Thomas Paine suggested that a Congress may be created in the following way, each colony should be divided in districts; each district would “send a proper number of delegates to Congress.” Paine thought that each state should send at least 30 delegates to Congress, and that the total number of delegates in Congress should be at least 390. The Congress would meet annually, and elect a President. Each colony would be put into a lottery; the President would be elected, by the whole Congress, from the delegation of the colony that was selected in the lottery. After a colony was selected it would be removed from subsequent lotteries until all of the colonies had been selected, at that point the lottery would start anew. Electing a President or passing a law would require 3/5 of the Congress. The diagram on the left provides a visual representation of the proposed system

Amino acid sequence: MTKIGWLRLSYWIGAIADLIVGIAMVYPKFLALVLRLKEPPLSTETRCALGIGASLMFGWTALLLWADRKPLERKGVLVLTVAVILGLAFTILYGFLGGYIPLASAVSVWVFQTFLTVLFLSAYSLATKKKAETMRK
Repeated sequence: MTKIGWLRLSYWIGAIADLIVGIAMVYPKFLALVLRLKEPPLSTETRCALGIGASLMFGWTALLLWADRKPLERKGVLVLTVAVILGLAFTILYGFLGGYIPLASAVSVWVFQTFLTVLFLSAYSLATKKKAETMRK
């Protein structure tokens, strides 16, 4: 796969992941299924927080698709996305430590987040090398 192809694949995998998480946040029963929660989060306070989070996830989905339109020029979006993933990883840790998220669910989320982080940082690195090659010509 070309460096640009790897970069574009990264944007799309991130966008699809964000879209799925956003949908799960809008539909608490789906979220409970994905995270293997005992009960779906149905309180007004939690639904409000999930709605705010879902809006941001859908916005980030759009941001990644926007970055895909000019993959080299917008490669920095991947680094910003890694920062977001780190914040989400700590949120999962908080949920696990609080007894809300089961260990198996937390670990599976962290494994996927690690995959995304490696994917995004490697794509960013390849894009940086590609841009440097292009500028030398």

IV. Of the present Ability of America, with some miscellaneous Reflections.

The fourth section of the pamphlet includes Paine’s over-optimistic view of America’s military potential at the time of the Revolution. For example, he spends pages describing how colonial shipyards, by using the large amounts of lumber available in the country, could quickly create a navy that could rival the Royal Navy.

Paine’s arguments against British rule

  • It was ridiculous for an island to rule a continent.
  • America was not a “British nation”; it was composed of influences and peoples from all of Europe.
  • Even if Britain was the “mother country” of America, that made her actions all the more horrendous, for no mother would harm her children so brutally.